The National Flood Insurance Program (NFIP), which is administered by the Federal Emergency Management Agency (FEMA), is the primary source for flood insurance in the United States. Over the past few years, FEMA has been preparing to update the NFIP’s risk rating process using a methodology known as Risk Rating 2.0 (RR 2.0).
Risk Rating 2.0 will assign premium rates to properties using substantially more granular data, aligning rates more closely to the property’s actual level of flood risk. The implementation of RR 2.0 will move the NFIP toward financial solvency while also giving policyholders more information about their property’s true flood risk.
PIA supports RR 2.0 and views its implementation as progress toward strengthening the NFIP. This progress will serve consumers well; according to FEMA’s National Rate Analysis, about 23 percent of existing policyholders can expect their premiums to go down using RR 2.0.
On August 1, FEMA is scheduled to make its rating engine available to all Write-Your-Own (WYO) companies, informally kicking off the RR 2.0 process. The new rates will take effect on October 1, 2021 for new business and for some existing policies. In its most recent draft Industry Transition Memorandum, FEMA announced that existing policies with renewal dates between October 1 and March 31 will be permitted to transition to the new rates at their upcoming renewal, if the new rate is more favorable (i.e., lower) to the policyholder than their existing or “legacy” rate. The remaining NFIP renewals (those whose rates are staying the same or increasing in the new system and those whose renewals are scheduled for after April 1) will transition to the new rates at their next renewal, but no sooner than April 1, 2022.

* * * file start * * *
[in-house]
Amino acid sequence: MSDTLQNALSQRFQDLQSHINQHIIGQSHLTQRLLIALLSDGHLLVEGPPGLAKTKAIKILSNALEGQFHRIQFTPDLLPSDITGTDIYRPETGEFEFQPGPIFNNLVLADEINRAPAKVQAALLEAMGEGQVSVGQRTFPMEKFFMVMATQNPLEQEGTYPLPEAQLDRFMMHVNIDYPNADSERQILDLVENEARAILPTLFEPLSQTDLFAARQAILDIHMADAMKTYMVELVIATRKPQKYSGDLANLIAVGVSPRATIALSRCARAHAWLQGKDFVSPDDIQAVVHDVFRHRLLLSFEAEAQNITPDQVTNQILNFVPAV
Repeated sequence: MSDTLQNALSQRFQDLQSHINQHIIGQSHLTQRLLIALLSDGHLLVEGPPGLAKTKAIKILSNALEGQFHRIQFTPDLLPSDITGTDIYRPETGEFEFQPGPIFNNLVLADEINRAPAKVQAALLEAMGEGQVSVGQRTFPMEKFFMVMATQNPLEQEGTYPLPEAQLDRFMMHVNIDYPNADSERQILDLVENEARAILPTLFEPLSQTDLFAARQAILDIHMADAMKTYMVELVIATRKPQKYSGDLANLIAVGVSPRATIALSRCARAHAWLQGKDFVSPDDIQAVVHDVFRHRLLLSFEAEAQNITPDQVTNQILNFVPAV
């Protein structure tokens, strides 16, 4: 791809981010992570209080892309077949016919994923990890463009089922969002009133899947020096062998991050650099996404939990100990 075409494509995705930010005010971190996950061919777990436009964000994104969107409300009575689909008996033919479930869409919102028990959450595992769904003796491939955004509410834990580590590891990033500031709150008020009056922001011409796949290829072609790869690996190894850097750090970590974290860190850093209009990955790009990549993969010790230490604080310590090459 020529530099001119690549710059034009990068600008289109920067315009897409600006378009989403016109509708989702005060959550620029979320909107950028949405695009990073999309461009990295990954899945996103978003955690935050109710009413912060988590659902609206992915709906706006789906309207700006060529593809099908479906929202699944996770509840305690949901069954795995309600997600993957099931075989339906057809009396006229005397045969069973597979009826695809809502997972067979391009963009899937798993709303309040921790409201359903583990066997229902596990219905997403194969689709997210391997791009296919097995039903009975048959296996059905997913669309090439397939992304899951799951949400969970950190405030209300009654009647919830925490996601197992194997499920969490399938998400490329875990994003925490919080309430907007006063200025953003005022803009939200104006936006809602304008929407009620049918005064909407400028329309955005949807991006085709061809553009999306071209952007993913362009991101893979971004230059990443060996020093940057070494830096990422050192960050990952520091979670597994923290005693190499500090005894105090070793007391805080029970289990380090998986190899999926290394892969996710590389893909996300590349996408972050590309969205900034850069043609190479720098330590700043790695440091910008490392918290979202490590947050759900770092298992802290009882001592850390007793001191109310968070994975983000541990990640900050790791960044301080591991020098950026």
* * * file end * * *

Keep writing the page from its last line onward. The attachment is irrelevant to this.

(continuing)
Concerns About Implementation
For the past several years, PIA has been engaging with FEMA on the many aspects of RR 2.0 that will affect agents and consumers. Unfortunately, our concerns about FEMA’s ability to provide agents with adequate information and preparation for the transition have only intensified as the August 1 rating engine launch date approaches and the effective date of October 1 looms. Agents may be blamed for problems beyond their control, like the extent of their training on and access to the rating engine. The consumer experience will depend on agent familiarity with the new system, and, to date, FEMA has not provided sufficient information and training to agents.
As the rollout of Risk Rating 2.0 approaches, PIA continues to meet with representatives from FEMA in which we ask questions, highlight our concerns, and offer recommendations on how to implement RR 2.0 successfully for agents and consumers. We will continue to do so in the coming days and weeks.